I also strongly suggest that you take a look at our FAQ (Frequently Asked Questions) which can be found at the top of the forum menu tab or by going to FAQ There you will find much information that will

  • - Help you better utilize the Spine-Health system
    - Provide pointers on how to make your threads / posts
    - Tips on how to create your avatar (your picture), posting images, etc
    - General pieces of valuable information

Please remember that no one at Spine-Health is a formally trained medical professional.
Everything that is posted here is based on personal experiences and perhaps additional research.
As such, no member is permitted to provide

  • - Analysis or interpretation of any diagnostic test (ie MRI, CTscan, Xray, etc)
    - Medical advice of any kind
    - Recommendations in terms of Medications, Treatments, Exercises, etc

What could be good for someone could spell disaster for another.
You should also consult your doctor to better understand your condition and the do’s and don’t’s.

It is very important that new members (or even seasoned members) provide others with details about their condition(s). It is virtually impossible to help another member when all the details we have are

I’ve had this for years, it hurts, I cant move my shoulder – what could this be, what treatment should I get?

Diagnosing spinal problems can be very difficult. In many ways it’s like a game of clue. Especially, when the diagnostic tests come back negative – no trouble found! Then it’s up to the patient and the doctor to start digging deeper. The doctor is like a detective. They need clues to help them move along. So, you as the patient need to provide the doctor with all sorts of clues. That is like it is here. Without having information about a condition, its impossible for anyone here to try to help.

Specific comments :

Personal Opinion, not medical advice :

Spinal problems never discriminate regarding age. We have so many members under 20 who have some serious spinal problems and require surgery.
To better understand Stenosis, take a look at Spinal Stenosis Health Center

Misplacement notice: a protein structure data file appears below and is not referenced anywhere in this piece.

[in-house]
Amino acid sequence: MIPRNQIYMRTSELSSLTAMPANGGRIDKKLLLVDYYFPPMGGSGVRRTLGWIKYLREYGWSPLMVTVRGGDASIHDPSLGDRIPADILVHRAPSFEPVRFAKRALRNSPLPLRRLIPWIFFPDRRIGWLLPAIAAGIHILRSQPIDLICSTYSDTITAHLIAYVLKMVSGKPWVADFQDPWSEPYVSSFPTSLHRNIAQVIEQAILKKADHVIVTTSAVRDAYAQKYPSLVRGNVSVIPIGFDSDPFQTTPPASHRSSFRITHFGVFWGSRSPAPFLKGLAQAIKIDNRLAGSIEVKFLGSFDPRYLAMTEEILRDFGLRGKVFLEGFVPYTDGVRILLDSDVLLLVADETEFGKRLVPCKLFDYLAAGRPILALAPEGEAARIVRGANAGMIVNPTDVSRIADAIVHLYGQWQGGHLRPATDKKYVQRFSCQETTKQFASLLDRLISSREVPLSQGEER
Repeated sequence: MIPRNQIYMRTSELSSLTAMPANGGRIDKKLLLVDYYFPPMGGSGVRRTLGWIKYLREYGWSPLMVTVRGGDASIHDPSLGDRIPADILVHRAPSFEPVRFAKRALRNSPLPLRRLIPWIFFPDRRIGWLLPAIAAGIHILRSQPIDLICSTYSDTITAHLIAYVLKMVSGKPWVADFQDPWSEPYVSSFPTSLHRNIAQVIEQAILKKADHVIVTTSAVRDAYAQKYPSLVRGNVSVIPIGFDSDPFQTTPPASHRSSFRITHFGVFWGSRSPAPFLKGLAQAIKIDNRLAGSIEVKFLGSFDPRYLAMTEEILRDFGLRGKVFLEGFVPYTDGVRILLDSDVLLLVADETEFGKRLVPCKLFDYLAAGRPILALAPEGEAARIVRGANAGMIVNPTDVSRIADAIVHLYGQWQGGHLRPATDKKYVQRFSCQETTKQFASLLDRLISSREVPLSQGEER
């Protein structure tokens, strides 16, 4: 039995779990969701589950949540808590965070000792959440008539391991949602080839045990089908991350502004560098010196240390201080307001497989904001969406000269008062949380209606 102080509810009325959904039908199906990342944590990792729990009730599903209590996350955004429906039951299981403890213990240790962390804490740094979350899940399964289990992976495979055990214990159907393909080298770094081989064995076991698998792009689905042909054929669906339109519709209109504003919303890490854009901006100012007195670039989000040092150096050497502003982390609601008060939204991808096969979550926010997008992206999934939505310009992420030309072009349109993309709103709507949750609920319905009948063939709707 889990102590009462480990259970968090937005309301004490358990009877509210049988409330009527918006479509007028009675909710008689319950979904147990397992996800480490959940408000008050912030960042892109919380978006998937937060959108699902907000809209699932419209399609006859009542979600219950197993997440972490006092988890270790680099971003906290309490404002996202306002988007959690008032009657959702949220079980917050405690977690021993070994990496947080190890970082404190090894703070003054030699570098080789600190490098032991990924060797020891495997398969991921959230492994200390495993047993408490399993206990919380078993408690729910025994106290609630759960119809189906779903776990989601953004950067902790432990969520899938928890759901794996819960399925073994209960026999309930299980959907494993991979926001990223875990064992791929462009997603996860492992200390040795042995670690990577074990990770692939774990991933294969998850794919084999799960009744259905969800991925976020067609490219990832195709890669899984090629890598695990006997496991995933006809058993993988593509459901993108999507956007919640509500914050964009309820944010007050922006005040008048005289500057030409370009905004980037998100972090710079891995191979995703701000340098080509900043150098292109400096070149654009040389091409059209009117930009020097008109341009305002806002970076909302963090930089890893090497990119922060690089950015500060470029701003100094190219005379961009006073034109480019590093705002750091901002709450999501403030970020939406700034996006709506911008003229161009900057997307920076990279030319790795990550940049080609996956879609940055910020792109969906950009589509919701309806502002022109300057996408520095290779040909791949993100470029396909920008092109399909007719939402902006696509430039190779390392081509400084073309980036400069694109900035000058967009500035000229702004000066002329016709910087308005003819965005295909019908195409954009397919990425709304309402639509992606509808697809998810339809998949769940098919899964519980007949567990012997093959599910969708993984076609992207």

--- Ron DiLauro, Spine-Health System Moderator : 12/09/15 09:24 est



  • You know age seems to play no part at all in spine problems. I'm 36 now and I keep being told I'm too young blah blah but if you have a right good look round this website, you'll meet many, many young people with old spines!!
    Also, regarding your epidural, apparently if your first one is successful, even for just a short time, the second one is supposed to be even better!!
    So do you think you will need surgery?
    Kirsti x
  • rosersorroserso Posts: 3
    edited 12/09/2015 - 2:38 PM
    Hi Kirsti-

    Thanks for your response! I guess I'm just unlucky, sigh. I'm no expert but from my google research it seems that an AP diameter thecal sac of 11mm is considered stenosis, so I suppose I've got it whether it makes sense or not.

    I'm very on the fence about surgery. If it is in fact stenosis, surgery seems inevitable -- the studies I've looked at indicate that most folks don't get better on their own and my surgeon has said the same thing. On the other hand, I have been able to manage my pain with core strengthening, lifestyle changes, and NSAIDs. I can get through the day -- albeit, uncomfortably -- and can still do all the activities I used to do.

    It's only been 7 months so I think I will wait and see where I am at the one year mark before I opt for surgery. That's good to hear about the epidural! I may try another in January and see what that does.
  • JKDE302JJKDE302 Posts: 348
    edited 12/11/2015 - 4:14 PM
    If you never had injury or trauma do you have a family history of arthritis or inflammation?
  • JKDE302 said:
    If you never had injury or trauma do you have a family history of arthritis or inflammation?
    Nope, not at all. Also, my symptoms don't seem to match the diagnosis. I've read the typical pain pattern with stenosis is pain while walking and relief while seated. I'm the complete opposite.